It was during that period that the Saint had a series of visions or dreams that seemed to bid his return to his place of captivity, Ireland. The visions were in the form of voices of large numbers of people, begging for help. After his happy years in civilized Auxerre, he was most disinclined to go to such a wild and dangerous outland, but the voices persisted. Telling his Spiritual Father of his visions, St. Patrick was consecrated to the Episcopacy in 432, and sent as a missionary to Ireland.
What we know of St. Patrick’s efforts in Ireland are mostly legend. There is the famous story that he miraculously drove all the snakes from the country; however this legend should be understood spiritually, not literally. The “snakes” he drove from Ireland were the demons of paganism and superstition, which he replaced with the goodness and gentleness of Holy Orthodoxy. There is also the story that he used the tripartite shamrock in teaching the simple people about the Unity in Trinity of God, quite likely a true story. In any event, he travelled the land, preaching Christ’s Gospel in the language of the people (which he had learned while a slave), establishing Churches, monasteries, and schools, winning over the tribal chiefs to the new Faith, and astounding all of those to whom he preached with his miracles.
Once, on Holy Saturday, he miraculously lit the Paschal fire before the astonished eyes of a pagan king and his priests. The priests were thenceforth reduced to silence in the face of St. Patrick the Wonderworker, and the king won over to Christianity. Another time, a pagan raised his sword to strike the Saint down, but his arm was instantly frozen in place until he agreed to listen to the words of Christ’s Gospel.
Where goes genuine Christianity, there also goes civilization. The Saint, therefore, was particularly concerned with the education of native clergy who, in turn, could elevate the Irish people to higher spiritual and cultural standards. This he set about doing as the most urgent necessity.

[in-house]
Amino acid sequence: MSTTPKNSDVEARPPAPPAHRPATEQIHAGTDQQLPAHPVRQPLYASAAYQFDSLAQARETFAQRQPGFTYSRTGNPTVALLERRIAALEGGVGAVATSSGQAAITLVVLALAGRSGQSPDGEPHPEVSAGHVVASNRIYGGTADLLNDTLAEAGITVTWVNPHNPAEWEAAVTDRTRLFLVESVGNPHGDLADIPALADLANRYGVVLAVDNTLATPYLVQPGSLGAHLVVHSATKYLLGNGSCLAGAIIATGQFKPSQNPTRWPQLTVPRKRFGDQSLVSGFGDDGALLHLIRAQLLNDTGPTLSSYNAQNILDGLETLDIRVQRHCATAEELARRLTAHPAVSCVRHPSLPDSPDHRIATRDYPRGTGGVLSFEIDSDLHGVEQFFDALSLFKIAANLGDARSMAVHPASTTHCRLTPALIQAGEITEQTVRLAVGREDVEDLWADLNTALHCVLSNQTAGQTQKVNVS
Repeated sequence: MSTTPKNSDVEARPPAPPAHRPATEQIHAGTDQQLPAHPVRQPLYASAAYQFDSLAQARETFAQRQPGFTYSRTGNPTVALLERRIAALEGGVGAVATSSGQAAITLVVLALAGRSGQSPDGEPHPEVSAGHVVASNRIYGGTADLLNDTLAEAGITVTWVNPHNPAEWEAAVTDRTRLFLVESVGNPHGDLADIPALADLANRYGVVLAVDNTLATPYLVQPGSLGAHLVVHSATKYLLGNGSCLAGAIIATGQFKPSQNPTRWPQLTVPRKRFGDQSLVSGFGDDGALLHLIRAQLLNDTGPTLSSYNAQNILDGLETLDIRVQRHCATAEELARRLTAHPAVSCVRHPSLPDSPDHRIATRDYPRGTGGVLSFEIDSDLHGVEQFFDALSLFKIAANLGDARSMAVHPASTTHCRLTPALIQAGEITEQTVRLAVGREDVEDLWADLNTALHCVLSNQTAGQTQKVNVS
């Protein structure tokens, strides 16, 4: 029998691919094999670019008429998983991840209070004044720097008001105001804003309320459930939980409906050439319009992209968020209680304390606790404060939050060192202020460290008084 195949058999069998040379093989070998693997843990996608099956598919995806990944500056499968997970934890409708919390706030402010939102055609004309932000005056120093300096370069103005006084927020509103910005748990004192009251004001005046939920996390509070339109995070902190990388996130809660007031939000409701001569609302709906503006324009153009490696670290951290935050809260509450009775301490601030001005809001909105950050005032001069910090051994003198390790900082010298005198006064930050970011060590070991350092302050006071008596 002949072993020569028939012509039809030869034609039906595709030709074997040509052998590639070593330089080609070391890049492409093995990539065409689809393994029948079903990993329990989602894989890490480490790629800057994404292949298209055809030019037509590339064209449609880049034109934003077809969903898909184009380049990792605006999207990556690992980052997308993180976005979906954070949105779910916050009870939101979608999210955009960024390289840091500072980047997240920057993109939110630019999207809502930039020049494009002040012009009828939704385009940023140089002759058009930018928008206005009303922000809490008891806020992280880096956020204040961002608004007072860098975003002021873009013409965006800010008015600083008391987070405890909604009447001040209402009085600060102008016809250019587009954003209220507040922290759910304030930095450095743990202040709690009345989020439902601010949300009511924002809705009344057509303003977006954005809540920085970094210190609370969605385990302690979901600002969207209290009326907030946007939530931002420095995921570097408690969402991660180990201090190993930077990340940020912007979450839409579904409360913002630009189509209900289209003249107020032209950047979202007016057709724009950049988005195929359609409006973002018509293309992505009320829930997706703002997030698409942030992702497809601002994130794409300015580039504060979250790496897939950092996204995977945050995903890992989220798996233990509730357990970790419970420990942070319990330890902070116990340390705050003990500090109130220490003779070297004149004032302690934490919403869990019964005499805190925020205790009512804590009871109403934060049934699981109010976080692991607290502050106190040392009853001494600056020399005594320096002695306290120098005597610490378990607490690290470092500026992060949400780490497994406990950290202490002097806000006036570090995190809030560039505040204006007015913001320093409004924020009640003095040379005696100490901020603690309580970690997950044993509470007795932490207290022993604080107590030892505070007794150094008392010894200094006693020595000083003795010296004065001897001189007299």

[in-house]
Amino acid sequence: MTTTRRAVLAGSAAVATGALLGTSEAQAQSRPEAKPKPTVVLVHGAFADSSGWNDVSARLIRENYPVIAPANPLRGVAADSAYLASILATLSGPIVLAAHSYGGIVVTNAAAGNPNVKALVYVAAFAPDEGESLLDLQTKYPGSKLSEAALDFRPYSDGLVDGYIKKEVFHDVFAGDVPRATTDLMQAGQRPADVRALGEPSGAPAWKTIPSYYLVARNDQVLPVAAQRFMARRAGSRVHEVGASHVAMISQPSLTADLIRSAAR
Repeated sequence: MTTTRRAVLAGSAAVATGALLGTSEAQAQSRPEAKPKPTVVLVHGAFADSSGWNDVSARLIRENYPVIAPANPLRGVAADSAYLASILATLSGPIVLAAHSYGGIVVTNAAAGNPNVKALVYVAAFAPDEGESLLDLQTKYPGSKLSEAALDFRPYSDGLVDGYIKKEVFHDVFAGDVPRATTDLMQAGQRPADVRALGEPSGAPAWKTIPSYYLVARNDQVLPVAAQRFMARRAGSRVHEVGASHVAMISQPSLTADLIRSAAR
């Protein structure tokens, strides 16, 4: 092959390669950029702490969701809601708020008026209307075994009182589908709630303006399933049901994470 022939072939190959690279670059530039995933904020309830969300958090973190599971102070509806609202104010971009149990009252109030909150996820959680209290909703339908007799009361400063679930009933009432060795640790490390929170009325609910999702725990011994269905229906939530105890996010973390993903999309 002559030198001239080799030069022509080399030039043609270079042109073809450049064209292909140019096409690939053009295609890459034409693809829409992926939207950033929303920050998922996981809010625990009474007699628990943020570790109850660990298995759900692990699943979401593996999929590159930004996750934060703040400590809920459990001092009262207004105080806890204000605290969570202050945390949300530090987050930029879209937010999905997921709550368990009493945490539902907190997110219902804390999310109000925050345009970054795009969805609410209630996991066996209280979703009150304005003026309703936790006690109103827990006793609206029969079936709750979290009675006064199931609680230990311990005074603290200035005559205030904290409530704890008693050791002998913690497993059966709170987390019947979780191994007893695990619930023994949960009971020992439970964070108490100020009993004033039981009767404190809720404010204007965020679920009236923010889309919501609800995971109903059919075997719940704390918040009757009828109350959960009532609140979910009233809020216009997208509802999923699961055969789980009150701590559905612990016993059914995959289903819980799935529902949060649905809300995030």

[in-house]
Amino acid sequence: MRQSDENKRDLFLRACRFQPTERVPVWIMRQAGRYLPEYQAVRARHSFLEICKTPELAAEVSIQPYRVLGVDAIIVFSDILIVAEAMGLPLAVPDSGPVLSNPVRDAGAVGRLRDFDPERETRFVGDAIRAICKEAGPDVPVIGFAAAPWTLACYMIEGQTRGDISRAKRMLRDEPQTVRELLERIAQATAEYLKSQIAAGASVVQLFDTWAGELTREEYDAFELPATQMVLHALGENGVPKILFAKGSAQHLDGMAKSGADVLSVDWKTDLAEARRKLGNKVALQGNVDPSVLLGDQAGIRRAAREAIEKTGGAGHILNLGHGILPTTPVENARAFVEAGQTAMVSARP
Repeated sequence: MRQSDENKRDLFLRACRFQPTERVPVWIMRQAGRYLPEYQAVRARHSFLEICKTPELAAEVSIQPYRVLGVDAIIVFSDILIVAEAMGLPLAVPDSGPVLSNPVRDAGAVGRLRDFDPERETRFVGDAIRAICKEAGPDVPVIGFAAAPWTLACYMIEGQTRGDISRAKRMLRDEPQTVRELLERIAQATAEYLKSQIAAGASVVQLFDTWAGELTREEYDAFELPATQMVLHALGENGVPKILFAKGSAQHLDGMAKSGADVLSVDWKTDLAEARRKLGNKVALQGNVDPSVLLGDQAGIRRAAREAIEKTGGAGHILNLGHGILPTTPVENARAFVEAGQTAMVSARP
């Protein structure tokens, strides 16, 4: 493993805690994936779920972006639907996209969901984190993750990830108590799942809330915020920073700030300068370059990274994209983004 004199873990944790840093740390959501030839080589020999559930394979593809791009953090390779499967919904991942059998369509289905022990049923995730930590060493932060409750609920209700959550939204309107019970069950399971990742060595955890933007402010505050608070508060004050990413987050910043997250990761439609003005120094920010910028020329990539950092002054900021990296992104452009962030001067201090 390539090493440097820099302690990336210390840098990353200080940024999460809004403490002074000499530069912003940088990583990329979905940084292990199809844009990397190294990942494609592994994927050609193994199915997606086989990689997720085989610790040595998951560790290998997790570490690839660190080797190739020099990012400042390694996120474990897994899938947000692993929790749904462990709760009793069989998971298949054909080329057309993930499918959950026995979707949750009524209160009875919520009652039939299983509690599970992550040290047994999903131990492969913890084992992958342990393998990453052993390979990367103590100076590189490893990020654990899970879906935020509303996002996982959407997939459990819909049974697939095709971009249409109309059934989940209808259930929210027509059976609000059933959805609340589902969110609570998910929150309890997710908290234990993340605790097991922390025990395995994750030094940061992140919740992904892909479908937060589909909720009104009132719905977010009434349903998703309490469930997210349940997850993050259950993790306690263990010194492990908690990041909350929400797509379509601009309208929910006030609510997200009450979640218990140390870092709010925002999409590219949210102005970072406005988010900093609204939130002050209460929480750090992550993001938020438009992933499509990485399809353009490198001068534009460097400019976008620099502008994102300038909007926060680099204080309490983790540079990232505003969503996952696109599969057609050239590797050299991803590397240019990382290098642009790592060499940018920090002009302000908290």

It should not be thought that the rolling back of paganism was easy. St. Patrick’s life was frequently threatened and he was held captive several times. In short, the life of the Apostle to Ireland was arduous.
St. Patrick always remained a simple monk, conquering his adversaries by his meekness, sleeping on a hard rock, eating sparingly, and praying ceaselessly. At times, he would retreat to a cave for days or weeks of spiritual solitude. Of himself he wrote that he was “Patrick, a sinner, most unlearned, the least of all the faithful, and most contemptible to many….” St. Patrick lived to extreme old age, reposing March 17, 493.
St. Patrick left behind a body of written works, about which some controversy exists among Church scholars. Certain of these works, the _Confessio_ and a work called the _Letter to Coroticum_ are acknowledged by virtually all scholars to be genuine. The Holy Canons of St. Patrick which come down to us from early synods of the Irish Church are regarded by most as genuine. Scholars are uncertain about other works, including some prayers, poetry, and essays on the Christian Faith. However, in many cases, these were written by the Holy Father Patrick’s disciples, and so reflect the authentic teaching of the Saint.
For a man to suffer the adversity suffered by St. Patrick, to escape, and then to return from safe haven to the place of his suffering, requires above all a Faith as strong as steel. In his _Confessio_, the Saint writes:
“For the sun we see rises each day for us at [God's] command, but it will never reign, neither will its splendor last, but all who worship it will come wretchedly to punishment. We, on the other hand, shall not die, who believe in and worship the True Sun, Christ, who will never die, no more shall he die who has done Christ’s will, but will abide forever just as Christ abides forever, who reigns with God the Father Almighty and with the Holy Spirit before the beginning of time now and forever….”If one believes as firmly as that, then all of the suffering and adversity of this life is as nothing, or near nothing, in comparison to that which comes to us by striving to live Orthodoxy. Inextinguishable faith makes suffering and adversity bearable, since the basis of that faith is that all we experience in this life is but temporary, while all that is in the life to come is everlasting.
As Saint and Holy Father Patrick says, “We … shall not die … but will abide forever just as Christ abides forever….”
To view more incredible icons of St. Patrick, visit All-Merciful Savior Orthodox Mission